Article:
So many inspirational people shape us into who we are. Celebrating them every so often helps us remember how far we’ve come in life, and understand the value we can offer the world.
The theme for this year’s International Women’s Day (celebrated on 8th March) is ‘Choose To Challenge’. In honour of this, I set myself the challenge of narrowing down my own list of inspirational people, to four amazing women who have changed my life – and the way I work – for the better.
My wonderful Mum
I know I’m not the only person who thinks of her Mum as someone who changed her life… especially when Mums are the very people who give us our lives in the first place!
But my Mum has always been far more than just a mother to me. She’s also my best friend, which puts her right at the top of my list.
Above all else, Mum’s exceptional values helped me understand what’s truly important in life… which is to help others as much as possible, no matter who they are.
Mum would always go out of her way to help even those people she didn’t get on with personally, and when there would be no reward for the support she was always so willing to offer, simply because that was the right thing to do.
Like most mother-and-daughter relationships, we’re very different in lots of ways, and we don’t always agree with each-other’s individual decisions. But Mum’s core values were ingrained in me, and while I’m gradually realising that I can’t help every single person I meet, if I can, then I absolutely will.
My dear Auntie Susan
When I was little, I thought Auntie Susan was the richest woman in the world!
I always saw her as my “swanky” aunt, as she lived in her own gorgeous flat in London, and was very independent and headstrong.
(She also had a fabulous walk-in shoe wardrobe… which could possibly have been where my own shoe fetish originated from.)
Sadly, Auntie Susan was diagnosed with MS when she was twenty-one, but that hasn’t stopped her from living her life to the fullest, and making every day count. It’s thanks to her that, from an early age, I saw how strong one woman could really be.
We’ve always had a very special relationship. I used to go Christmas shopping with my lovely Auntie every year, and I still have fond memories of our McDonald’s lunches, then of me running frantically beside her little scooter, with its presents piled so high she almost couldn’t see where she was going!
Even to this day, Auntie Susan’s mind is as sharp as a pin, and she always makes known exactly what she wants. I wouldn’t dream of giving her anything else.
My Nan… otherwise known as ‘Little Legs’
If you’ve read the ‘About’ page on my website, you’ll already know that my beautiful Nan is the angel that inspired My Mortgage Angel.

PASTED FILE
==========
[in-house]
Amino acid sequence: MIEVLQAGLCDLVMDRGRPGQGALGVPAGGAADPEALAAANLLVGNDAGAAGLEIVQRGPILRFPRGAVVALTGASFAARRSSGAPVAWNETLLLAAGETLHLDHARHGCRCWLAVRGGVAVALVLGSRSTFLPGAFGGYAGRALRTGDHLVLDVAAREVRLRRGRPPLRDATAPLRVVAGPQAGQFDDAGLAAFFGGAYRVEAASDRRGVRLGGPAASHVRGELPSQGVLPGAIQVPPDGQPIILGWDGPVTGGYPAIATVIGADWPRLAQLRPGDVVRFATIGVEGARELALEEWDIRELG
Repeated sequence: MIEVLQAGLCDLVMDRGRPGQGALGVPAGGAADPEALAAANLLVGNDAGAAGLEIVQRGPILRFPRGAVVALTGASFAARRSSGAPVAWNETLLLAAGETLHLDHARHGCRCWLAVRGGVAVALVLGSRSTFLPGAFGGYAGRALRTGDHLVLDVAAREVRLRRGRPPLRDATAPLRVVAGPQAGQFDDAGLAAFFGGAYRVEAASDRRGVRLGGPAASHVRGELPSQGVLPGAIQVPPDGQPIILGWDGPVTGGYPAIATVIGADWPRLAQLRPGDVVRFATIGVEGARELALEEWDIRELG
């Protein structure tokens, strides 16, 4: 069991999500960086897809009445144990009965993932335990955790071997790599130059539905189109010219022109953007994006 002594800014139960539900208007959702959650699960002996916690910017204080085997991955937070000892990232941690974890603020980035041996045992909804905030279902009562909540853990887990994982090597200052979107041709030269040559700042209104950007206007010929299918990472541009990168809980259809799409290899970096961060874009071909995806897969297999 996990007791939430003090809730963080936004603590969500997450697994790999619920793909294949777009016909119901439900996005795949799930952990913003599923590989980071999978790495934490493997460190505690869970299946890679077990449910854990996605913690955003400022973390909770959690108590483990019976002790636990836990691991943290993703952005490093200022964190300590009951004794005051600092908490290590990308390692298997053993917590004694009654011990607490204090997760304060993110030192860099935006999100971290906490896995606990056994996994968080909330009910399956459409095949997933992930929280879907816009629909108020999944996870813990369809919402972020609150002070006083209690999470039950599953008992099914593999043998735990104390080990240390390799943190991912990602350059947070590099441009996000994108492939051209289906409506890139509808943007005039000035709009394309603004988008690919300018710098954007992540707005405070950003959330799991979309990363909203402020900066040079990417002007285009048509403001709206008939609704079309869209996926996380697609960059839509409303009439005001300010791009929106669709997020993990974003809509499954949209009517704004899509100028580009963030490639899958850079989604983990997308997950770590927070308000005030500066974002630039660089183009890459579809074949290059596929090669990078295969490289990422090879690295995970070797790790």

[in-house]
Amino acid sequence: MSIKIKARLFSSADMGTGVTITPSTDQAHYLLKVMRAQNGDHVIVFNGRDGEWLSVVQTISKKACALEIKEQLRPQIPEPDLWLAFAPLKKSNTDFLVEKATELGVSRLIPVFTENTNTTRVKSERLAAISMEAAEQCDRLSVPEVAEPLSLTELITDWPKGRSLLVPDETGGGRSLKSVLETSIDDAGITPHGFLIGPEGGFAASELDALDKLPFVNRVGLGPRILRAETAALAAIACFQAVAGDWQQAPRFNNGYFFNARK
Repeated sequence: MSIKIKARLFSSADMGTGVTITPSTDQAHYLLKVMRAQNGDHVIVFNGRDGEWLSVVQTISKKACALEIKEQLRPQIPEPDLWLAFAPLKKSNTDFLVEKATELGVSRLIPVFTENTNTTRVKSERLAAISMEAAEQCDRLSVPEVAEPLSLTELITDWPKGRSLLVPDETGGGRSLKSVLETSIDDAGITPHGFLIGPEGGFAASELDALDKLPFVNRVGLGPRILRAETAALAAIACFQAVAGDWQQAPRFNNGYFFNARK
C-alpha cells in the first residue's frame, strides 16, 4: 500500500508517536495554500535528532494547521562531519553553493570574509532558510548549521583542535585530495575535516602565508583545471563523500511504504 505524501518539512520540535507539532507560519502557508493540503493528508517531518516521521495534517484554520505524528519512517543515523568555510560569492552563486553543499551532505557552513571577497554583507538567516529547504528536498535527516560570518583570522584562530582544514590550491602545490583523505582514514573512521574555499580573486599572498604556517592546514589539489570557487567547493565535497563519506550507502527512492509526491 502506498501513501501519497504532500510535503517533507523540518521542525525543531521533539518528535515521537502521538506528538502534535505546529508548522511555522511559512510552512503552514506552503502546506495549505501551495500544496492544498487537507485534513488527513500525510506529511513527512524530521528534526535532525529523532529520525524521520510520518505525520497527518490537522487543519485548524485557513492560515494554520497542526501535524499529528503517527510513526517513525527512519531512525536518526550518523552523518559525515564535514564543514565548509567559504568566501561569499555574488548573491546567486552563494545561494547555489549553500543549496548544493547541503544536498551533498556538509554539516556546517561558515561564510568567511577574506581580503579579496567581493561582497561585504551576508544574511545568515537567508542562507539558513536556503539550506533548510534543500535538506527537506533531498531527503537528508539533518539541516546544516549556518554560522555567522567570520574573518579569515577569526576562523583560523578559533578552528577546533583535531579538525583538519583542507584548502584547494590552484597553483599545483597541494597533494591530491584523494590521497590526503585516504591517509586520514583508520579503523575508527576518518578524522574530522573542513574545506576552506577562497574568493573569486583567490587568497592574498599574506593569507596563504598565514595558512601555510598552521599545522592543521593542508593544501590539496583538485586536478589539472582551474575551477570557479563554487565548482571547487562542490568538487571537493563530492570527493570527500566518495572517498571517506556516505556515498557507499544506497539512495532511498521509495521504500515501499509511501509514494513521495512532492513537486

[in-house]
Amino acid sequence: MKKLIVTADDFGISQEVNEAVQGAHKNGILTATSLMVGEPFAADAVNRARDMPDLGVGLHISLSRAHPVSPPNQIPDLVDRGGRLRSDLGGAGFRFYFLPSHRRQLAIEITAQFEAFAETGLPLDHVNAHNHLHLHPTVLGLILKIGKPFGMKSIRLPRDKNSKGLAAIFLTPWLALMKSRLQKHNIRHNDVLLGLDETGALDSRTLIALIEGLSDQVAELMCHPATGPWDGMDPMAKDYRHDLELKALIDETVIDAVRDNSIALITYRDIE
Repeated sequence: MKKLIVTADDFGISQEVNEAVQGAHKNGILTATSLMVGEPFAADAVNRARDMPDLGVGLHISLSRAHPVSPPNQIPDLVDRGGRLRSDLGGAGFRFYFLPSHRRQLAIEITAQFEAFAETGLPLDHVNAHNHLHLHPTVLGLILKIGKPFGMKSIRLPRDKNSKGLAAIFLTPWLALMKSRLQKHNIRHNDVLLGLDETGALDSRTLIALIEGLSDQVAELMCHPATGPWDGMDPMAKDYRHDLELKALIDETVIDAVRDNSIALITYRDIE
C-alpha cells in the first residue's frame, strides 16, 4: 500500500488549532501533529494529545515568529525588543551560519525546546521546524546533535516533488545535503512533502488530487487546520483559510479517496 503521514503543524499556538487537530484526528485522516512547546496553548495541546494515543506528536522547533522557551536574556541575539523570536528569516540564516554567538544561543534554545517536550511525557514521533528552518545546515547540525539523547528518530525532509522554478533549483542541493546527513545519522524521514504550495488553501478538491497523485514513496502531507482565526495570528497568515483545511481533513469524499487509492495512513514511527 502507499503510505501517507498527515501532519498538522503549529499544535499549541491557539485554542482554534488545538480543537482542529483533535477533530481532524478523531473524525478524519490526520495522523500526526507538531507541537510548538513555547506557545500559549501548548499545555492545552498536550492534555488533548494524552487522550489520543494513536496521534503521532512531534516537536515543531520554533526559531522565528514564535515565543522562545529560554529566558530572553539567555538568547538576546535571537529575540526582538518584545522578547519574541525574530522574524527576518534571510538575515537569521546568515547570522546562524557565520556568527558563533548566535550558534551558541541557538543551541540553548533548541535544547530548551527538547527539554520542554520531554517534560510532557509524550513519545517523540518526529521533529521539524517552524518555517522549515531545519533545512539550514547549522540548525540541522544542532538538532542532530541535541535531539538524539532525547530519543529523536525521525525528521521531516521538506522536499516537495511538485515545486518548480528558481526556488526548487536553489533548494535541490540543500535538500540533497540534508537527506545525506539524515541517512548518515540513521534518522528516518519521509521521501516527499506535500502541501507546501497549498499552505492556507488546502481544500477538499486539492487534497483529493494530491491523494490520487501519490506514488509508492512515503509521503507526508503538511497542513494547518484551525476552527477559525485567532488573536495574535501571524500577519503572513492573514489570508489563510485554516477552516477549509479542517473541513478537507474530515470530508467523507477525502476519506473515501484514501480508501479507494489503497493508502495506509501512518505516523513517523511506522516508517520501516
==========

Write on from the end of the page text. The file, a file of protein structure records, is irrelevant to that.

‘Little Legs’ is my Dad’s Mum. Our relationship was extra-special, because Nan was known not to get on as well with girls as she did boys. But right from the start, our bond was extremely close.
Nan and I cared for each-other deeply. I remember when I first got my driving licence, I would drive over to hers on Tuesday lunchtimes with fresh fish and chips… I’d take them up to her in her little flat, and we’d devour it all together over hot cups of tea.
Nan showed me that you can make the absolute most of anything life decides to throw at you, even when that happens to be dementia. She was also the first person in the UK to have two artificial hips, and two artificial knees… but that didn’t keep her from skateboarding with me as a teenager!
‘Little Legs’ was wholeheartedly determined to live the best possible life she could, and I strongly believe she’s still out there somewhere as my guardian angel, watching over me.
My first business mentor, Anna Sofat
Anna is the founder of Addidi (now part of The Progeny Group), which was a specialist financial advisory firm for women.
Until I worked with Anna, I didn’t realise that there tends to be a fundamental difference in the way that men and women think about money.
For example, women will usually ask lots of questions, drilling into the detail of exactly where their money is going, and what it’s doing. They generally want to know that if they make a profit from their investments, it’s in a sustainable way that won’t hurt others.
Anna was truly pioneering in her focus on this, understanding that female clients need a softer and more informative approach. My own job title was ‘Didi’, which is Hindi for ‘elder sister who looks after you’, and as such I spent my time taking care of our clients’ finances, making sure they got the very best from their money.
I sat next to Anna in the office, and I loved listening to the kind, supportive way she would talk to her clients. I learned from her that you didn’t need to blindside people with jargon or complicated language; rather, you could offer warmth and trust through clearly explaining the facts.
That was important because before then, I thought businesspeople needed to be brash, over-confident, and hard-headed in order to survive.
Anna also taught me the importance and value of networking, and how crucial it is to grow committed, long-term relationships with other businesspeople, rather than just quickly dropping in here, there and everywhere.
I’ve since worked hard to find the networks that are best for me – such as the Women in Business Network – and I’m very grateful that they have played such a huge part in my success.
If you’d like a clear, jargon-free explanation of your mortgage or protection situation, I’m here to help. Otherwise, I hope you find these words personally inspiring, and that they encourage you to take up the challenge for yourself on this year’s International Women’s Day.